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Robert De Niro and the art of reveal : This Boy’s Life

Streaming on Amazon Prime

It’s amazing how great actors reveal shades of characters and draw you in to their world and to their performance. While the script definetly has to offer such opportunities, it is the actor who has to be in that particular moment of the character arc and portray the same. A bit less or bit extra would ruin the moment and actors like Robert De Niro are perfectly aware of that and bring out the portrayal to near perfection, as he did in ‘This boy’s life ‘.

He plays a regular abusive step father, but what’s really out of the world is how he transforms himself into the final avatar before our own eyes.

In the first scene he shows his conceited nature, his eagerness to please. Later he brings out his inabilities and insecurities to the fore in the rifle shoot scene. And then finally his abusive nature in several scenes and how it is a actually a reflection of his inner demons and his incapability to make a mark for himself in the real world. Even when the scenes are repetitive and you kind of know what to expect, he still manages to hold your attention.

It’s easy to play a straight forward cardboard villain where atrocities are out in the open, but very difficult to play someone where the evil actions are projected from what is subdued and lurking inside. Robert De Niro has shown it again and again in several films like ‘Taxi Driver’, ‘Cape Fear’, ‘Goodfellas’ etc..but in each of these he somehow succeeds in making these performances stand out as unique and authentic. Of course, ably supported by terrific scripts, master league directors and excellent co-actors, like Leanardo De Caprio in ‘This Boy’s Life’.

Tail piece: The final reveal of the character comes in the climax, when Robert De Niro plays the sissy part so well. Infact, it is the sissies who resort to abuse, knowing the other person is too weak to give it back.

Meet Viju Prasad

More of Viju Prasad coud have helped Anwar Rasheed’s ‘Trance’?

In the late 80s any attempts to deviate from the regular was met with a disaster at box office. This was especially true for big stars like Amitabh Bachchan. His terrific portrayal in ‘Main Azaad Hoon’ couldn’t help the film from sinking without a trace. The film itself was an adaptation of Frank Capra’s classic ‘Meet John Doe’, where a good for nothing simpleton becomes an overnight sensation, thanks to some crafty schemes of the men behind, who pull the right strings. What happens when the puppet decides to have its own life and break away from the powers to be, is the crux of both films. Without sounding repetitious, or rather sounding repetitious, one has to agree that it is one of the best performances of Amitabh.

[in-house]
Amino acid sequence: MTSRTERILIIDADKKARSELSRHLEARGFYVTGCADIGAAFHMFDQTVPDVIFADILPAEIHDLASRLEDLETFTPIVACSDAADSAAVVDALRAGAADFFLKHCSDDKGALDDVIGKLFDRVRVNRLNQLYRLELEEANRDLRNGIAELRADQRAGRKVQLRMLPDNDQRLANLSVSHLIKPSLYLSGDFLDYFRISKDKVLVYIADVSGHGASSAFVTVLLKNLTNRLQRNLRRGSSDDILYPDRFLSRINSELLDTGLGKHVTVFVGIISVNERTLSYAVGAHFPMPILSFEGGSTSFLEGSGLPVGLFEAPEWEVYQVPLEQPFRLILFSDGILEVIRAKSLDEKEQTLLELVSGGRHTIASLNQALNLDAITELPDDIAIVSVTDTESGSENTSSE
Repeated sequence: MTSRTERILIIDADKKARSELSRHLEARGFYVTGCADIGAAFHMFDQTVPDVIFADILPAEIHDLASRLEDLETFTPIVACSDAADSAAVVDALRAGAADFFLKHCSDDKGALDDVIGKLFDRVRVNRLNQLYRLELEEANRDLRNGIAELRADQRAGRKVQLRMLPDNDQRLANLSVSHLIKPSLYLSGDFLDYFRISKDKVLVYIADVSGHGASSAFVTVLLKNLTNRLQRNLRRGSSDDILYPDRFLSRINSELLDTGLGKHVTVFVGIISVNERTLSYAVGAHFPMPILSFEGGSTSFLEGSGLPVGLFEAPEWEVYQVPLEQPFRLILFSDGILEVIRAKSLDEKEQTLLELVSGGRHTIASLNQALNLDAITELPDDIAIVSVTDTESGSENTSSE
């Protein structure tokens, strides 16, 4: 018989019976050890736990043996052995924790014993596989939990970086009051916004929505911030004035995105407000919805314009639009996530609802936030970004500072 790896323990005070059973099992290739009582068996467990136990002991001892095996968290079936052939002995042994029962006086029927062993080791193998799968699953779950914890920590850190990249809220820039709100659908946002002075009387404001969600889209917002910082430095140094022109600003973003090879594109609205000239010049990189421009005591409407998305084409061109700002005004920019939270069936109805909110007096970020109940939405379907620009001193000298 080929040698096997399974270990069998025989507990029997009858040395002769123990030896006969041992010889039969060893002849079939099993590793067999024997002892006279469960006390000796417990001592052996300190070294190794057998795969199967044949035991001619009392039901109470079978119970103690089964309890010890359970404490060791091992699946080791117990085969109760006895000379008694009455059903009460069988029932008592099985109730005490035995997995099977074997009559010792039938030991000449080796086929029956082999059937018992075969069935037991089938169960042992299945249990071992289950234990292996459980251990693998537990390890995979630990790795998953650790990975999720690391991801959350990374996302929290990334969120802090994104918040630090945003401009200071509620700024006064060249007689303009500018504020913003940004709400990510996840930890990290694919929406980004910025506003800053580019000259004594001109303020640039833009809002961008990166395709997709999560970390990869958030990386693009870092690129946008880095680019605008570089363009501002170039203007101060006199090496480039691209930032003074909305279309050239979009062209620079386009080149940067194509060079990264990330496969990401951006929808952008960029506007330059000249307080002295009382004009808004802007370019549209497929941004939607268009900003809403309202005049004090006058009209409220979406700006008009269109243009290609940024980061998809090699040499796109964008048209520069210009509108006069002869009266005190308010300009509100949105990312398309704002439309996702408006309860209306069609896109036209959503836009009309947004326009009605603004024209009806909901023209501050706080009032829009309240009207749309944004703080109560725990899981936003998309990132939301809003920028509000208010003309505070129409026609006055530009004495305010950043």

‘Trance’ reminds you a bit about these films. A mentally depressed person is picked up and groomed to be a pastor, who can connect to millions of people. While the pastor is bringing his followers the sunshine of Jesus’s miracles, his masters make hay.  One fine day, the pastor/puppet decides to break away and that’s when the movie goes into a spiral and never recovers.

Mental depression or for that matter any mental illness is hard to spot, unless the intensity is so much, that the person shows the symptoms all the time. Otherwise, they look and come across as normal, barring those episodes where the other selves kick in, which most of the times could be when they are alone. The first half of the movie achieves this depiction brilliantly, with Fahadh Faasil switching from one shade to the other, effortlessly. It’s the script in the second half that deserts him, leaving him repetitive and confused, just like the audience.

Overall, ‘Trance’ is an okay film for a one time watch, powered by a spirited performance from Fahadh Faasil and tied in by the novelty of the theme.

Tail piece 1: At the end of the show, when someone was asked about how the film was, he apparently said ‘Main…. Azaad Hoon!’ (‘At last… I am free!). Back then, such negative reactions did cause much hurt to sincere Amitabh fans like me 😉

Tail piece 2: For a few moments I wondered if the movie would take RK Narayan’s ‘Guide’, where the pastor redeems himself as a true saviour or a seeker. Reminding us of such possibilities indeed shows that the script had a lot of promise, which evaporated once the typical denouement of plots was chosen. Ex. The antagonists getting butchered and washed under a (Quentin Tarantino) blood splurge

Tail piece 3: When one is battling mental illness, he/she should reach out to qualified doctors and stay away from dark suited businessmen, even if they were the likes of Gautham Menon. 🙂